No Access

Can residents find their way out of a desert without the necessary tools for survival?

It’s dinnertime and what better to eat than a wholesome home cooked meal, right? Well, if you live in East Los Angeles, you may have to guess again.

According to the Los Angeles County Department of Public Health, East Los Angeles is a food desert. For many people in this community, finding healthy foods to eat can be an arduous task. By USDA standards, food deserts affect those living in urban neighborhoods with little to no access to healthy and affordable foods. This means, instead of nearby grocery stores, these communities have high numbers of fast food chains and convenient stores.

As a result of a lack of healthy, affordable food options, residents who live in these communities suffer higher rates of obesity, diabetes and heart disease. Data shows that 30.9 percent of the people in East Los Angeles are obese, which is two times greater than those who live in West Los Angeles.

Why the disparity? Well, approximately 50 percent of all food deserts occur in low-income communities. So, the stark contrast between lower and higher income communities is nothing new, and only becomes greater in relation to food access. Non-profit organizations like the Food Empowerment Project work to shed light on these issues, while emphasizing the importance of food choices. Lauren Ornelas, the founder and executive director of the Food Empowerment Project, is in no way surprised by these statistics. In fact, she and her team have done their own research.

“We found high income areas have 14 times more access to vegetables than lower income areas,” Ornelas said. “And, lower income areas have 50 percent more meat markets and liquor stores.”

Ornelas said they surveyed Santa Clara County for healthy food availability by physically going into every grocery store, liquor store, and convenient store in the area.

Many cities including East Los Angeles have tried to solve this problem by inputting healthy corner stores and farmer’s markets. In a program sponsored by Public Matters, a social enterprise organization, students from East LA Renaissance Academy converted two local markets that were mainly comprised of alcohol and unhealthy foods into markets with fruits and vegetables.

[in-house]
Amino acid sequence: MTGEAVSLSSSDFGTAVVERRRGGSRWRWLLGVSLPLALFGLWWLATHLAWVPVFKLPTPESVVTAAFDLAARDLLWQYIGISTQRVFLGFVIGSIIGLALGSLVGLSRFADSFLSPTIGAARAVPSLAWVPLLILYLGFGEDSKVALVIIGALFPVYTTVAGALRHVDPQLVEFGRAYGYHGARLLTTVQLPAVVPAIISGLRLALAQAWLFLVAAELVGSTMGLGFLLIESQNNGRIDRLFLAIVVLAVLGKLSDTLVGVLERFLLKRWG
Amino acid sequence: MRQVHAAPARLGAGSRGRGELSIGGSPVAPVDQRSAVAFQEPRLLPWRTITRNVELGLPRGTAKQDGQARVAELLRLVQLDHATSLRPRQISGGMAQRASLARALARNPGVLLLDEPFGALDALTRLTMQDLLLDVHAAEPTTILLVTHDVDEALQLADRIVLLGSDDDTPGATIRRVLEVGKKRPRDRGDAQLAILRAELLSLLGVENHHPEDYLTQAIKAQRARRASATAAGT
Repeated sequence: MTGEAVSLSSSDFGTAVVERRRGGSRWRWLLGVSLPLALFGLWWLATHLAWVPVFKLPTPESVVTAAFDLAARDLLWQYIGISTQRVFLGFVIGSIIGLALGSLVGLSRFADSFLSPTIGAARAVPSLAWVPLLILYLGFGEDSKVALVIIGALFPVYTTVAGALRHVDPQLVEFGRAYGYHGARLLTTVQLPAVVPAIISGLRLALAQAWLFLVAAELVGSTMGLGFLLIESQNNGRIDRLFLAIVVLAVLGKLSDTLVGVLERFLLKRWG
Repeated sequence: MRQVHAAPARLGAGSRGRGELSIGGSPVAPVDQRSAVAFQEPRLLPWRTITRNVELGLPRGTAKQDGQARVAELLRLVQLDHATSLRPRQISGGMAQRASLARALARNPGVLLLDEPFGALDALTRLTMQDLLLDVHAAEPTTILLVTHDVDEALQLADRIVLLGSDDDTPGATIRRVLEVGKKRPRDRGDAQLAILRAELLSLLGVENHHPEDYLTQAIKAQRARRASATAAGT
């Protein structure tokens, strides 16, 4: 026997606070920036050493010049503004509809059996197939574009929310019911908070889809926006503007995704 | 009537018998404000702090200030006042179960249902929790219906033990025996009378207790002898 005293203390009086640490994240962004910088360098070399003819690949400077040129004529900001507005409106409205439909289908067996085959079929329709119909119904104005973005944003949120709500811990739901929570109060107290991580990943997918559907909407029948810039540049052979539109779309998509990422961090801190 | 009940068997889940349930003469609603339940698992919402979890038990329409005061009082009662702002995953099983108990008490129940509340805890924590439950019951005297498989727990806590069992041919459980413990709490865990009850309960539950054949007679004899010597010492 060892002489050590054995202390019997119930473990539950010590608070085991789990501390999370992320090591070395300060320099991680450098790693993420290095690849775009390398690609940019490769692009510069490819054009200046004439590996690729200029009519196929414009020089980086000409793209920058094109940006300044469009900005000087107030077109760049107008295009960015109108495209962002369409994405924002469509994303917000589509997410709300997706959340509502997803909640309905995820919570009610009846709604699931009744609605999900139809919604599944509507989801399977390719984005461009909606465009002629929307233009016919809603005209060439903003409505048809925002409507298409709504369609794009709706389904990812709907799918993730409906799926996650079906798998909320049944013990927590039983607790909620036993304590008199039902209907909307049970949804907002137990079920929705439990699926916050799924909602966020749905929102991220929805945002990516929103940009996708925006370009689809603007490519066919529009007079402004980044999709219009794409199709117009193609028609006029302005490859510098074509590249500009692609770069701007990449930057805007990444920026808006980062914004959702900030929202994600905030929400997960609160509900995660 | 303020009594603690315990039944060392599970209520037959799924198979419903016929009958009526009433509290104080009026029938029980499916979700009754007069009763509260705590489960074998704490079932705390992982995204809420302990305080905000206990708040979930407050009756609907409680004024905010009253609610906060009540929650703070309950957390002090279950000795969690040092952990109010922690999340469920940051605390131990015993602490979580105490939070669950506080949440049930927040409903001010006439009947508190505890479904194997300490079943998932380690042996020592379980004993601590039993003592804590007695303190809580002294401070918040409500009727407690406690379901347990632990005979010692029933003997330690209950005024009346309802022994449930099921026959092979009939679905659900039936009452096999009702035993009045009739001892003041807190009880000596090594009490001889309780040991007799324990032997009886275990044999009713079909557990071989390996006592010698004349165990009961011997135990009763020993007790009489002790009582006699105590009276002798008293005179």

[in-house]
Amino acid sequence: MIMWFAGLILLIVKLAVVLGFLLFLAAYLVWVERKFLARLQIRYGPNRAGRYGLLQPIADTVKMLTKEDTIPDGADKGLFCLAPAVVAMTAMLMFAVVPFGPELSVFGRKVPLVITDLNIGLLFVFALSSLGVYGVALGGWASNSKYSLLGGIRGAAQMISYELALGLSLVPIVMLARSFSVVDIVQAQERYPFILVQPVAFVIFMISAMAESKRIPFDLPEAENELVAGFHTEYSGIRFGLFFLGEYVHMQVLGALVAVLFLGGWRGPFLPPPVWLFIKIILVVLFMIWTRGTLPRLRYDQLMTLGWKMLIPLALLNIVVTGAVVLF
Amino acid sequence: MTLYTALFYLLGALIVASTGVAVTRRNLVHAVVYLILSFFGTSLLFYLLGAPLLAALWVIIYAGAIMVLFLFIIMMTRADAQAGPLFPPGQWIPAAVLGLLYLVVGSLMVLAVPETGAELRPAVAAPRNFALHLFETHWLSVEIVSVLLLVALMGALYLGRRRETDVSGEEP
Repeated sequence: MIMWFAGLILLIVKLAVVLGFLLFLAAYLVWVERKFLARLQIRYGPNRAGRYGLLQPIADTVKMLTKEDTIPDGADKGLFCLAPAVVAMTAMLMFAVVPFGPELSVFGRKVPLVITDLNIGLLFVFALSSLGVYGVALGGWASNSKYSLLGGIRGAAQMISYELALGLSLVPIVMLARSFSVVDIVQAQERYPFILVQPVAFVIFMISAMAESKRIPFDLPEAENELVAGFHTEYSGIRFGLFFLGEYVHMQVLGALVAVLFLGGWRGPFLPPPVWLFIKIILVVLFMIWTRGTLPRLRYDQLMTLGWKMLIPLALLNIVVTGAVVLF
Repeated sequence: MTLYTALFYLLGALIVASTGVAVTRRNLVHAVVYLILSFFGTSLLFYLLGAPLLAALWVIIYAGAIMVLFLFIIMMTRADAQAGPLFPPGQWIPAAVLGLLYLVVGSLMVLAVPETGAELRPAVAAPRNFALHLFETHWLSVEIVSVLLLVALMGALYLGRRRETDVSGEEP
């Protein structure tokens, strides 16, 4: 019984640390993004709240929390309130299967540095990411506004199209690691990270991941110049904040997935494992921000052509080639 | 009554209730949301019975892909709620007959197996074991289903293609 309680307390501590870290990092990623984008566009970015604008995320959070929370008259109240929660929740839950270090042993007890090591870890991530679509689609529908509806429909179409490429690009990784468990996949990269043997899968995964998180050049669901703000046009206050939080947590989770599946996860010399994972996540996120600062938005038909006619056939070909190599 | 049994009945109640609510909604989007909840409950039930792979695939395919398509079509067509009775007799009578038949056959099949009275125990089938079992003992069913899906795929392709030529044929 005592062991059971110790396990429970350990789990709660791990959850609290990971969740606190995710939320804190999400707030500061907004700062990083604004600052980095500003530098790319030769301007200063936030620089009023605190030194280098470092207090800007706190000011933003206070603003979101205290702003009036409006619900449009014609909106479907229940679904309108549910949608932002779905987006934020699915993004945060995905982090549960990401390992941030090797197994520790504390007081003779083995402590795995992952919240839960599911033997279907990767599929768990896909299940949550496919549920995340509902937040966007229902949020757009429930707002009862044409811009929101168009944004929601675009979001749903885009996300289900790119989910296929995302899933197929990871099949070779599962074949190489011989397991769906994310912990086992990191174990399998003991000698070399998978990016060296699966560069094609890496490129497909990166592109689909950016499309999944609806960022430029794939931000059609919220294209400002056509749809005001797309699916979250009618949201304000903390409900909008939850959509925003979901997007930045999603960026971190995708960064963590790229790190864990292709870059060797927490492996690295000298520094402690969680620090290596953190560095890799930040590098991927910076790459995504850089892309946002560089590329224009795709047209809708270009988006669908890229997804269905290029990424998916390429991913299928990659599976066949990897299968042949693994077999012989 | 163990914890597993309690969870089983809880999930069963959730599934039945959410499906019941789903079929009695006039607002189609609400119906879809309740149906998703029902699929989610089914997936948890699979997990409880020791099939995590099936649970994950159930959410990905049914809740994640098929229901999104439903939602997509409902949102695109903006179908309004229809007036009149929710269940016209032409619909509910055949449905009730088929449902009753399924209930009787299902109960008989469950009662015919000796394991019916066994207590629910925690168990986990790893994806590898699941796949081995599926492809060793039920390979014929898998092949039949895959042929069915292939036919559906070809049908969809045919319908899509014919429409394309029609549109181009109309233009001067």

Martin Buckman, a lead teacher at East LA Renaissance Academy, said, “It’s pretty clear that there are many more people with weight issues in this community, so the purpose of the program was to help change the habits and bring awareness to the residents.”

Although the program expired in 2013, Buckman said many of the students realized the importance of this issue and have gone on to study public health programs in college.

But even, with these positive changes, Ornela believes the problem is “much more than an access problem.” After her team received their results, they went back into the community and held focus groups to see where the real issues lied.

"We found that one of the biggest barriers to the lack of access to healthy foods were prices," Ornelas said.

Studies show that 30 percent of the people in East Los Angeles live in poverty and have a median household income of $35,171. So, it may not be that there is no access to healthy foods at all, but rather there is no access within monetary reach.

“I don’t go to farmer’s markets often because it’s more expensive,” said local resident Tamera Espinosa. “And for that reason, I’d say not many people go there.”

But still, Espinosa is one of the lucky ones. She said she lives less than half a mile away from a local grocery store.

So, even for people like Espinosa who have access to healthy food options, it’s not something that’s very economical. This brings to question if there will ever be a solution to this problem. Is it possible to have affordable produce? Well, Ornelas believes so.

“Having people growing their own food and being self reliant is part of the solution,” Ornelas said. “Because, it’s important to make money that stays within the community instead of having corporations such as Walmart coming in.”

Whether it comes internally or externally, members of this community hope to find a solution and food deserts once and for all.

East LA residents shop for produce at local farmer's market.